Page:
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See detailDigging deeper into lymphatic vessel formation in vitro and in vivo
Detry, Benoît ULg; Bruyère, F.; Erpicum, Charlotte ULg et al

in BMC Cell Biology (2011), 12

Background Abnormal lymphatic vessel formation (lymphangiogenesis) is associated with different pathologies such as cancer, lymphedema, psoriasis and graft rejection. Lymphatic vasculature displays ... [more ▼]

Background Abnormal lymphatic vessel formation (lymphangiogenesis) is associated with different pathologies such as cancer, lymphedema, psoriasis and graft rejection. Lymphatic vasculature displays distinctive features than blood vasculature, and mechanisms underlying the formation of new lymphatic vessels during physiological and pathological processes are still poorly documented. Most studies on lymphatic vessel formation are focused on organism development rather than lymphangiogenic events occurring in adults. We have here studied lymphatic vessel formation in two in vivo models of pathological lymphangiogenesis (corneal assay and lymphangioma). These data have been confronted to those generated in the recently set up in vitro model of lymphatic ring assay. Ultrastructural analyses through Transmission Electron Microscopy (TEM) were performed to investigate tube morphogenesis, an important differentiating process observed during endothelial cell organization into capillary structures. [less ▲]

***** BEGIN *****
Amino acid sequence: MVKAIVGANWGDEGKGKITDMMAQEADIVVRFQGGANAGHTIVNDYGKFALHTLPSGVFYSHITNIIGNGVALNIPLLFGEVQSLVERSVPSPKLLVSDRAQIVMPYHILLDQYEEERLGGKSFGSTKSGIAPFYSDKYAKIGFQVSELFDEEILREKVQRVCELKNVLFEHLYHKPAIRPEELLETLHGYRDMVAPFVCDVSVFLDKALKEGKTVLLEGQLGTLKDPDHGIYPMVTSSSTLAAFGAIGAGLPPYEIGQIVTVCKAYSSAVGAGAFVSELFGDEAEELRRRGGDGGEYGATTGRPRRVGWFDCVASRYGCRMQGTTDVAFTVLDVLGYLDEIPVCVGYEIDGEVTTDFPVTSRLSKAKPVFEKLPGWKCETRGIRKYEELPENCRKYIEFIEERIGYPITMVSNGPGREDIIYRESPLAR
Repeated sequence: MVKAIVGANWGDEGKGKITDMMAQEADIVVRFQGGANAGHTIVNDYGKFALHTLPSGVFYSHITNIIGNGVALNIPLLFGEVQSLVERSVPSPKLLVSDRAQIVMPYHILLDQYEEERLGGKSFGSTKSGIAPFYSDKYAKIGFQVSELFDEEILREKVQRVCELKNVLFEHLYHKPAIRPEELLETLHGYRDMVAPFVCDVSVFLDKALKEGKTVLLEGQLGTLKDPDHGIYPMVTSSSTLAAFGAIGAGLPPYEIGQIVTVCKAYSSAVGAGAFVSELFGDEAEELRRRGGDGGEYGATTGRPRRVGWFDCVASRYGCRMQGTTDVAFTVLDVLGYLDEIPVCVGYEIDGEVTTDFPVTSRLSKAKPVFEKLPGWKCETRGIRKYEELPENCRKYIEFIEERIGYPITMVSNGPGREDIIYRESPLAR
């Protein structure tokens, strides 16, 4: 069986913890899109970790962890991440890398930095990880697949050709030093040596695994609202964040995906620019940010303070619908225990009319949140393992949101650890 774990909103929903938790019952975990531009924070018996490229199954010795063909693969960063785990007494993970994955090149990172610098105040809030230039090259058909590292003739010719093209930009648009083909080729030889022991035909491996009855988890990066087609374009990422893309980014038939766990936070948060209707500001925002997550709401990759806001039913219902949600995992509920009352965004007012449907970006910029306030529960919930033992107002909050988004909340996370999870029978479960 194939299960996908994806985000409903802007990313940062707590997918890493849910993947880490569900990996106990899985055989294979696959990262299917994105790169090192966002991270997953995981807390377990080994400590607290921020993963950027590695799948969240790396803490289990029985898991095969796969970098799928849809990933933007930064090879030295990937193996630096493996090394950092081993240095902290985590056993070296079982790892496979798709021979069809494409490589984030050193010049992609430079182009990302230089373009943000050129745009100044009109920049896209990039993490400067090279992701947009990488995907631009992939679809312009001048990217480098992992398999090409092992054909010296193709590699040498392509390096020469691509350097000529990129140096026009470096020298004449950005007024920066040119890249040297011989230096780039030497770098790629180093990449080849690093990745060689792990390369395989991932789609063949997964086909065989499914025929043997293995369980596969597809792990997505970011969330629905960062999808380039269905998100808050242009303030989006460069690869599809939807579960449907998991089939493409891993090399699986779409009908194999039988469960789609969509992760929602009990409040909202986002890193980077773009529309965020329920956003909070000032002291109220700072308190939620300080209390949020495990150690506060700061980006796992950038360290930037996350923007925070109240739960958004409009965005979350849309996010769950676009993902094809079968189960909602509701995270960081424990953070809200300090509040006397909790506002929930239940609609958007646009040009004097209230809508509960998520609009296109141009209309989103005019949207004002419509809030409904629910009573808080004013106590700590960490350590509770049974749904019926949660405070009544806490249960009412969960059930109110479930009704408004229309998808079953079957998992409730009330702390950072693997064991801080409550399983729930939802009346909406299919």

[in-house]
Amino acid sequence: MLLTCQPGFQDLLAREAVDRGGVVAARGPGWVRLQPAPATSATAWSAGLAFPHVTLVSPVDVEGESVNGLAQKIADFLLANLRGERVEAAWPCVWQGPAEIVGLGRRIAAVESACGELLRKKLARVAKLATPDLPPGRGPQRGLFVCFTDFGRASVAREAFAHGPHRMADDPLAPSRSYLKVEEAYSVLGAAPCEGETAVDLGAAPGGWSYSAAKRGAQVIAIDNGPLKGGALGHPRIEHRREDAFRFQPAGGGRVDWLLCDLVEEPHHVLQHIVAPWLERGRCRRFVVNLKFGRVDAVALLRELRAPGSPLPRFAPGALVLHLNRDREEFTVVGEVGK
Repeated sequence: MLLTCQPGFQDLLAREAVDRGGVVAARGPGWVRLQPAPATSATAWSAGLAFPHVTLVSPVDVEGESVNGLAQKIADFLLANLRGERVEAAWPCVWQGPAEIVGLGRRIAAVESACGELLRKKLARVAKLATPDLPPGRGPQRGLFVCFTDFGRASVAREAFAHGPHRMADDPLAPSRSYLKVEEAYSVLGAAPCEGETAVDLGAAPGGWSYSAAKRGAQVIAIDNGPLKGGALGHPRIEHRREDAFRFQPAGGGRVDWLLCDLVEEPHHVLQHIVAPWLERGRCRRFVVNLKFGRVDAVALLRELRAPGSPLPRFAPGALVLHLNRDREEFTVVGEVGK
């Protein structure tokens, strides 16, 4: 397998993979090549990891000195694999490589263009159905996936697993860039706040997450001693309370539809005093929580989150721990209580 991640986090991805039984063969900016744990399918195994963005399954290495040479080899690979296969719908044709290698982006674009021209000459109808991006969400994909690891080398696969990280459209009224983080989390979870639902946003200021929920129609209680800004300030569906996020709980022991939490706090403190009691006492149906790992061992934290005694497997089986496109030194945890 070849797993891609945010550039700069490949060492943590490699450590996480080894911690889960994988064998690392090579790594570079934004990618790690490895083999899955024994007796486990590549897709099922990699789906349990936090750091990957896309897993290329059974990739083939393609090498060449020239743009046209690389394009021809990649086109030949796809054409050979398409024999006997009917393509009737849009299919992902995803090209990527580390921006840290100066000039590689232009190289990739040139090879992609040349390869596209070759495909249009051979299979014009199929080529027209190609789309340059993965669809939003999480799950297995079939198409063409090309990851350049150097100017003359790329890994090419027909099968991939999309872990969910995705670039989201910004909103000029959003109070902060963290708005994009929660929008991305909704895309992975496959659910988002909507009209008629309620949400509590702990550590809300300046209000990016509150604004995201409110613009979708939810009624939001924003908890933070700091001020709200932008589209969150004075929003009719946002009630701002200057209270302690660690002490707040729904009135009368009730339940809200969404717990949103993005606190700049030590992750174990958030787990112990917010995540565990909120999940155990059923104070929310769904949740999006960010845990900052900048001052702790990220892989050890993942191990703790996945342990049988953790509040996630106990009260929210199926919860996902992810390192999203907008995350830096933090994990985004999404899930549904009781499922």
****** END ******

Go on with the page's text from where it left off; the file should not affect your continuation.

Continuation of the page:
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See detailInvolvement of z-MMP-2 in Zebrafish lymphangiogenesis
Paupert, Jenny ULg; Pendeville, Hélène; Detry, Benoît ULg et al

Poster (2011, May)

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See detailLymphangiogenesis and extracellular matrix remodeling
Erpicum, Charlotte ULg; Detry, Benoît ULg; Paupert, Jenny ULg et al

Poster (2011)

Lymphangiogenesis, the formation of new lymphatic vessels from preexisting ones, is an important biological process associated with diverse pathologies, such as metastatic dissemination and graft ... [more ▼]

Lymphangiogenesis, the formation of new lymphatic vessels from preexisting ones, is an important biological process associated with diverse pathologies, such as metastatic dissemination and graft rejection. Our laboratory has previously identified MMP2 as a key regulator of lymphangiogenesis in vitro and in vivo. However, the exact function of MMP2 in this process is yet unknown. The present work aims at elucidating the mechanisms of MMP2 action during lymphangiogenesis. MMP2 could either act as a growth factor activator or as a regulator of matrix remodeling. To address this question, we studied the effect of MMP2 on lymphangiogenesis in an novel in vitro model of sprouting cells from small aggregates (spheroids) seeded in a collagen gel. In this model, quantification of the lymphangiogenic response is performed through computerized methods allowing the measurement of the distance of migration, but also the evaluation of how the cell are migrating. We evaluated the impact of MMP2 blockage through the use of physiological (TIMP2) or chemical inhibitors or by downregulating its expression with specific siRNA. The importance of extracellular matrix composition is evaluated by embedding these spheroids into different matrices (matrigel versus collagen; pepsinized collagen versus native collagen; different collagen concentrations). Our results reveal a modification of cell migration through collagen gel after MMP2 inhibition. The utilization of DQ collagen and microscopy refractance confirmed the importance of MMP2 collagenoyitic activity for lymphangiogenesis. [less ▲]

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See detailInvolvement of z-MMP-2 in Zebrafish lymphangiogenesis
Paupert, Jenny ULg; Pendeville, Hélène; Detry, Benoît ULg et al

Conference (2011)